Dredd Writer Alex Garland To Adapt This Outstanding Novel Next

By Nick Venable | 7 years ago

annihilationThere are few people in working in entertainment today with as much genre cred as Alex Garland, the talented British screenwriter who is making his directorial debut with the insanely good looking Ex Machina, which released its first trailer recently. Not one to stand idly by while things happen around him, Garland has already locked down his next project, as he’s taking on Annihilation, the pitch perfect first novel in Jeff VanderMeer’s haunting Southern Reach trilogy. I’m having trouble thinking of how this news could get any more exciting.

Garland will both write the screenplay and direct Annihilation for Paramount and Scott Rudin, who acquired the rights to VanderMeer’s novel last year. (You may have heard my squeals of delight when that happened.) The Southern Reach books are quite unlike most novel trilogies, and it will be extremely interesting to see how Garland attacks this project, and what things from the later novels he may decide to introduce early on.

Kicking things off with an almost clinical look at terror and the unknown, Annihilation plays like a biological horror, as a team of skilled researchers head out into the mysterious location called Area X, a place that inexplicably appeared one day and began growing. Seemingly nothing lives inside Area X, which causes problems for the team as they try to take the information gleaned from other expeditions and use it to their advantage. But only Area X has an advantage here. While the other novels open the story up a bit, Annihilation is a dread-filled anti-vacation into the unexplainable. It’s best to not even get into specifics.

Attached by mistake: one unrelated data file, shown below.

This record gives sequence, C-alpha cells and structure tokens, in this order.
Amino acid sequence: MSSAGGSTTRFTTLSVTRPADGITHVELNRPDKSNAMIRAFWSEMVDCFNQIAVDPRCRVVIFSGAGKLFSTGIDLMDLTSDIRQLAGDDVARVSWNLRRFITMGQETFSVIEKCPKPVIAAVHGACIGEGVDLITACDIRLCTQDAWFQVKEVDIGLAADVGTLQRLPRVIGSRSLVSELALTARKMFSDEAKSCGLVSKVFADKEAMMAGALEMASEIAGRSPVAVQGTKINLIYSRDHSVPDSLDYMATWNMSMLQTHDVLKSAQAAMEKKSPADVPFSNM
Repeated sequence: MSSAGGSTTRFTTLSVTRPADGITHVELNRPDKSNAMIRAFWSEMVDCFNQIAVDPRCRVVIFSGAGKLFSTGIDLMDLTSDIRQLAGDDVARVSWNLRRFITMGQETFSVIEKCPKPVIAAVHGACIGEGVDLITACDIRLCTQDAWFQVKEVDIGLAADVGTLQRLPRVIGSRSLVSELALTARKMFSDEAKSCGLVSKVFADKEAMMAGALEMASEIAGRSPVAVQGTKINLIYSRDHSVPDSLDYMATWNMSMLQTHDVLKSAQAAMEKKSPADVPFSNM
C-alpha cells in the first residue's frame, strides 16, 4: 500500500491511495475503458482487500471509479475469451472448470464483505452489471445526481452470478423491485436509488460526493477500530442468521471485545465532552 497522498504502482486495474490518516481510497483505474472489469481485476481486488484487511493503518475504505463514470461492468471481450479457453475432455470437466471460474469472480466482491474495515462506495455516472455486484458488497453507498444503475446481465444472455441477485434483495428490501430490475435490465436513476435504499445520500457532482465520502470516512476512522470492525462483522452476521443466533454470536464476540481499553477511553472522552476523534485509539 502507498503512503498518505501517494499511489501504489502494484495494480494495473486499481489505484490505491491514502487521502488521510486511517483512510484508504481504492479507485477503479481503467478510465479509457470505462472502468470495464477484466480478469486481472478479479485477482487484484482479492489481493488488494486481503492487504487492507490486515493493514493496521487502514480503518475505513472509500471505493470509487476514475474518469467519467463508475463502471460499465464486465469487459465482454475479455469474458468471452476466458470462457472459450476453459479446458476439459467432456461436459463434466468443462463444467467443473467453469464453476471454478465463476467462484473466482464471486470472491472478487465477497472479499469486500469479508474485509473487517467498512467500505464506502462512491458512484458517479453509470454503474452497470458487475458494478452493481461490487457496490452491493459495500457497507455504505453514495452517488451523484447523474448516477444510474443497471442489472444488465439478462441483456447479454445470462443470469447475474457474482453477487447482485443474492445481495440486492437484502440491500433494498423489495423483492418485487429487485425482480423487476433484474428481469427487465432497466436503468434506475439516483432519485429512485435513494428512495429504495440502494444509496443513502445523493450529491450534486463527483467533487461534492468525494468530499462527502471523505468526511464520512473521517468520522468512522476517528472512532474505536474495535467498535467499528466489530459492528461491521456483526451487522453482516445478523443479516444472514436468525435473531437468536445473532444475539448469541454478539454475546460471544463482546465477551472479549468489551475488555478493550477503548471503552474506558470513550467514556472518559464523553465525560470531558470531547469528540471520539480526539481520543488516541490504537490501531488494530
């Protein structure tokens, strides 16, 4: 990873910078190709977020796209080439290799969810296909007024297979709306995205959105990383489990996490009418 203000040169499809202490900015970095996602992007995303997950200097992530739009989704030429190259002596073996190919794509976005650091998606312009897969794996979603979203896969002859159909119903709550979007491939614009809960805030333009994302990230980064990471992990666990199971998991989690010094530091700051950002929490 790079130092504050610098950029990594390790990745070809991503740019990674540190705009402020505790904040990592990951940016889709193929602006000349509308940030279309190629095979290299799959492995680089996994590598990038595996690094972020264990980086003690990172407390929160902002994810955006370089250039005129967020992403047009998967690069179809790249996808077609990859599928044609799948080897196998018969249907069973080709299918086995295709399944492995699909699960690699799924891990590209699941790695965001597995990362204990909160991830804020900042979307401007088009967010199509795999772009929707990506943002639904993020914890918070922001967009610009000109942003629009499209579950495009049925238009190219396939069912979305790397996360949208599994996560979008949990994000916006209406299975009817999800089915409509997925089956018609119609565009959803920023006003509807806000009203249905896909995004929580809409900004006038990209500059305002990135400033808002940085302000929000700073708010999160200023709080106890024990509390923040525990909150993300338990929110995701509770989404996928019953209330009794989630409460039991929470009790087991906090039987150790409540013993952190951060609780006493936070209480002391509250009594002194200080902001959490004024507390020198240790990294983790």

The next two novels, Authority and Acceptance, are completely different from the first, and approach this sprawling mystery from different angles. Again, I can’t wait to see how Garland takes this on, and to find out if Paramount has plans to spin the entire trilogy on the big screen. I know it all depends on making money, but still, better to have a plan in the beginning when you’re not dealing with trite young adult nonsense.

I’m fully convinced that Garland will turn this into gold. A sometimes-novelist, Garland got his break when Danny Boyle directed an adaptation of his book The Beach, and then went on to work with Boyle again on both 28 Days Later… and Sunshine. He also wrote Oxide Pang Chun’s crime drama The Tesseract and Mark Romanek’s Never Let Me Go, both decent flicks with interesting stories. His last produced screenplay, other than Ex Machina, was for Pete Travis’ Dredd, a universe he has shown interest in returning to.

Has everyone else out there read the Southern Reach trilogy? If not, you’re doing sci-fi wrong.